"Timbuktu," the first film by an African-born black filmmaker to be nominated for the best foreign language film Oscar, transcends the present.
Mainstream journalism must stop treating Timbuktu and Timbuktians as artifacts, focusing mainly on manuscripts.
Why is the conversation in New York about what the government will do about an epidemic, while for West Africa many look instinctively to NGOs?
An American graduate student consciously attempts to preempt some of the problematic and ignorant queries from relatives back home.
Call me a curmudgeon, but I had never really understood the value of social media. I
A year ago, on January 11, 2013, France launched Operation Serval, sending 4000 troops into Mali.
In April 1962, Mandela traveled on an Ethiopian passport in the name of David Motsomayi. He visited Morocco, Algeria, and Mali.
It's worth remembering that the outcome of this election will represent stability more than change.
Here's a selection of articles that go the extra mile and poke holes in the narrow frame of the "Malian crisis."
SOS Democracy wants to raise voter turnout, educate them on their choices and hold the candidates and government accountable to voters.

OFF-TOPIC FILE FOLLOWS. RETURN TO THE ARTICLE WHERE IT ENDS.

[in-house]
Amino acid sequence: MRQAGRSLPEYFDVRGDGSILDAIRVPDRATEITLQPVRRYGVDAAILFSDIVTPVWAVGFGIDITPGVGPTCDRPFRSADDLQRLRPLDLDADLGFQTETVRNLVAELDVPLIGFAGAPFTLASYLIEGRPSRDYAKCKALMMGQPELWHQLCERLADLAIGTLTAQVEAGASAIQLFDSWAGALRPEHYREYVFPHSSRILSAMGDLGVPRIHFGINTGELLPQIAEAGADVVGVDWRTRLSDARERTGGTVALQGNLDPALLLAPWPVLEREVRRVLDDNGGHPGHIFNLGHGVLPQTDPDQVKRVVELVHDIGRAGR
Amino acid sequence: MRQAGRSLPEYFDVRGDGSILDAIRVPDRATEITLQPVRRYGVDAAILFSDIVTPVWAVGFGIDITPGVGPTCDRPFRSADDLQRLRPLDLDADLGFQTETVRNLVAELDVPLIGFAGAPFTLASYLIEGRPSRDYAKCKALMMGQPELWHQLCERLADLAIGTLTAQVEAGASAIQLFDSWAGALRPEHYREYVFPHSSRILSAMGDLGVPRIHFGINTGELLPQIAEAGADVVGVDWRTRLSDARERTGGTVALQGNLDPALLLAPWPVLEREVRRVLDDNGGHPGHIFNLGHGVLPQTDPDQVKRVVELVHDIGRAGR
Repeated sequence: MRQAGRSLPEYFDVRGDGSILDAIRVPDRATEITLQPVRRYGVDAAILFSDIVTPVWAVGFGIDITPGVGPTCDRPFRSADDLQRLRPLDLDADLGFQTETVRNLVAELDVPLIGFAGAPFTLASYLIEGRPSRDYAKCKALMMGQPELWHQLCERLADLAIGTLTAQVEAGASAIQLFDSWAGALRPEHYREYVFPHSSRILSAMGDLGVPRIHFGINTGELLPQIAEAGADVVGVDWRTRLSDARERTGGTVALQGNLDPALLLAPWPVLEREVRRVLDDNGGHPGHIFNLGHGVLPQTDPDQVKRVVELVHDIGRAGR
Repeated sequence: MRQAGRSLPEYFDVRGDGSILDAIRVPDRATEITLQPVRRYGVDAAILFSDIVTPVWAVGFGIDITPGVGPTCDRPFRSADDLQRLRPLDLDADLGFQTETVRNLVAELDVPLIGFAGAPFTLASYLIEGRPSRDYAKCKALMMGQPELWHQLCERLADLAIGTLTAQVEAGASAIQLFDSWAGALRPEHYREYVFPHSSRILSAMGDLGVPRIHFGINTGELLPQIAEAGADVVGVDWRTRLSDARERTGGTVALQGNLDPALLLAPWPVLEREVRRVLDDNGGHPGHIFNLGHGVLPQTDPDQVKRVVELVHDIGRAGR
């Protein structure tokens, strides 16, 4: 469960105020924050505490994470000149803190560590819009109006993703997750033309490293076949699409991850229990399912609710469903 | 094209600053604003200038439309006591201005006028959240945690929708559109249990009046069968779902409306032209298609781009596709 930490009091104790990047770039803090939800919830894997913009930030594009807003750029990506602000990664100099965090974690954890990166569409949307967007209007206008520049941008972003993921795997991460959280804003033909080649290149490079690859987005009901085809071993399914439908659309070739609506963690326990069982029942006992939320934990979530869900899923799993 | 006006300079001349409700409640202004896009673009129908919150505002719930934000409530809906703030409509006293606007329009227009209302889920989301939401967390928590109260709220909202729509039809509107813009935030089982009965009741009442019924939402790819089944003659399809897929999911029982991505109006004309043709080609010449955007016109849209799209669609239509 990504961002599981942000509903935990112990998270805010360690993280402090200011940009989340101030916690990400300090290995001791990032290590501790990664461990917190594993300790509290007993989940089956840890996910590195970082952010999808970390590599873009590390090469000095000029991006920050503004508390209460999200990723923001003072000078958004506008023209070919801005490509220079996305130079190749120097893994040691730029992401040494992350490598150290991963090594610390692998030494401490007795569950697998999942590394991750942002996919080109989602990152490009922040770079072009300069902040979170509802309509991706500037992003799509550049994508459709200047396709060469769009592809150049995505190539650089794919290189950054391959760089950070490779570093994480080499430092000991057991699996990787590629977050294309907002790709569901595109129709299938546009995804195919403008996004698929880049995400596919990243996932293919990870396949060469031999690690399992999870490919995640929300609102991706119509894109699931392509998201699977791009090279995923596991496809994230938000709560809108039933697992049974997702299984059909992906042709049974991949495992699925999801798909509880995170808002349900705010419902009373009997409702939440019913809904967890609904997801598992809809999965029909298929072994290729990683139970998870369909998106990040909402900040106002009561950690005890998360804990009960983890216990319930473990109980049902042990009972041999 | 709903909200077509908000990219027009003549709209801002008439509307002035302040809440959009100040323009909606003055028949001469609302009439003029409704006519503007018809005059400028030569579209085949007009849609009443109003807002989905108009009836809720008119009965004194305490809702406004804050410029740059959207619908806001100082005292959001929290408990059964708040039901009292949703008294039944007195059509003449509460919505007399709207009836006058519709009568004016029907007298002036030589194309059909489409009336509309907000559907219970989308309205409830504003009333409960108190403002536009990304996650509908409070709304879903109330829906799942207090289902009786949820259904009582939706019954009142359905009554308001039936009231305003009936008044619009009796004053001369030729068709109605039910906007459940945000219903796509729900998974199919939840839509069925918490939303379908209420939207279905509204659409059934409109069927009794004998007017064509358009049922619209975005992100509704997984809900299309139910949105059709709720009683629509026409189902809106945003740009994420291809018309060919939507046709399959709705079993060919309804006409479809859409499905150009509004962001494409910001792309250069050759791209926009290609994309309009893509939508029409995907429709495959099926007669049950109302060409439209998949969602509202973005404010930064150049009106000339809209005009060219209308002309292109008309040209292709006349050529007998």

I do know a bit about Mali, but I hardly recognize The New Yorker's Jon Lee Anderson’s version of it.
Why France doesn’t want to let Aminata Traoré in and Germany allowed her only inside Berlin’s city limits
Malian writer, activist, former member of government Aminata Traoré is unwelcome in France, and, thanks to
France's intervention never offered a real solution to any of Mali's problems, but created a set of problems to the ones this country would otherwise have faced.
Ibrahima Touré’s feature film adaptation of Ly’s powerful novel, "Toiles d’araignées" (Spiders’ webs) may be what Mali needs now.
It’s quite a weekend for New York’s prodigal child. Hip-Hop, that burst of youthful energy that was
Salafist fighters burn hundreds of rare manuscripts, some unique and centuries old, before leaving Timbuktu to French paratroopers.
Guest Post by Samira Sawlani* We won’t be surprised if Malians don’t care much for football
This is not a neo-colonial offensive. The argument that it is might be comfortable and familiar, but it is bogus and ill-informed.
Hollande’s visit coincided with a vote in the UN Security Council authorizing ECOWAS intervention in Mali; something Algeria, Mali's northern neighbor, objected to.
Mali's interim Prime Minister is forced out by soldiers. What that means for Mali’s political future is anyone’s guess, but it doesn’t look good.